11. 11. Participants<br />Children included in this study are part of the Howard University Early Learning Program located in Washington, DC. <br />The children were recruited for this study based on a cluster sample. The target population for this study is African American children aged 4-5 years. The accessible population is primarily African American and Hispanic children age 4-5 years in the Pre-K and Kindergarten level. <br />There are two mixed-age classrooms at the Howard University Early Learning Program (HUELP). <br /> *There are a total of 30 students, Group A and B have 15 students each. <br /> *There are 18 girls and 12 boys; of the 30 students 16 are 4-years-old and 14 are 5-years-old. <br /> *The students enrolled at HUELP come from middle class families. The majority of the children’s parents have received a Bachelor’s degree or above.<br />
  12. 12. Instruments<br />The effects of television content will be determined by using age appropriate videos. <br />One of the videos will contain violent content and the other will contain non-violent content. An example of violent content is The Looney Tunes and an example of non-violent content is The Aristocats. <br />Level of attention span will be determined by using three small tests created by the researcher. Rubrics will be developed by the teachers and researchers.<br />
  13. 13. Experimental Design<br />The sample will be a cluster sample of 30 participants. Student will be randomly placed into pairs. Each pair will participate in 2 sessions; the first session will be viewing non-violent content and the second session will be viewing violent content. The tests administered and other materials will be designed collaboratively by the researcher and the teacher..<br />Session A: Non-violent Content<br />Session B: Violent Content <br />Session A – Assessment – Session B – Assessment <br />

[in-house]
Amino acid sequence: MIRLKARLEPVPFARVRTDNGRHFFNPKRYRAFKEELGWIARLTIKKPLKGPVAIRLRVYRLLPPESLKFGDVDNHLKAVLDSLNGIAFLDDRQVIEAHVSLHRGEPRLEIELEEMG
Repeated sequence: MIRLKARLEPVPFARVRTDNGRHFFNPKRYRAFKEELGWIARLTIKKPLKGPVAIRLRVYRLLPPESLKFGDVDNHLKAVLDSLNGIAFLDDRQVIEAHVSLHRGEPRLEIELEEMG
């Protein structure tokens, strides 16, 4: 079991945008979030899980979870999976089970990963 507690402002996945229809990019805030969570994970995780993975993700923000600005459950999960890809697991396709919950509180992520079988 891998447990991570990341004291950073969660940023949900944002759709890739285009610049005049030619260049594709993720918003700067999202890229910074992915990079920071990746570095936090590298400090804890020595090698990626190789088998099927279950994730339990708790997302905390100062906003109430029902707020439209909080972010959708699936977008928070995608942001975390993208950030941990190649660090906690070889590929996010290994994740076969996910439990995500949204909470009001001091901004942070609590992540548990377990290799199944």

14. 14. Procedure<br />The first session, Session A, will consist of viewing content that is non-violent for 15 minutes. When the video is over, the students will begin their test sessions. <br />In order to test attention span, this study will focus on 3 main areas of attention span: recall, following direction, and problem solving. Each test will demonstrate the level to which students are able to complete tasks.<br />
  15. 15. Test 1<br /> The first test requires the students to view a model created with blocks and mimic the model. Students will be given one minute to view the model; once the model is taken down, the students will be timed as they attempt to rebuild the model. This demonstrates the student’s ability to recall.<br />
  16. 16. Test 2<br /> Test two will require student to listen to the examiner as they give directions in order to illustrate how well they are able to follow directions. Students will be provided with a piece of paper and a pencil to draw a picture. The examiner will give specific directions for the student to follow (for example: draw a circle, about the size of a quarter, at the top of the paper on the right hand side, color it in.)<br />* Let’s try it…<br />
  17. 17. Test 3<br /> In test three, the examiner will look to see how well the children are able to problem solve. The children will receive a list of categories, (for example: birds, shapes, numbers, clothing, etc.) the students will be timed and observed as they place the different cards in the category they belong to. When students place items in the wrong category, the researcher will note the mistake and encourage the child to try again. There will be a larger amount of cards and the students will be given the option to stop whenever they choose.<br />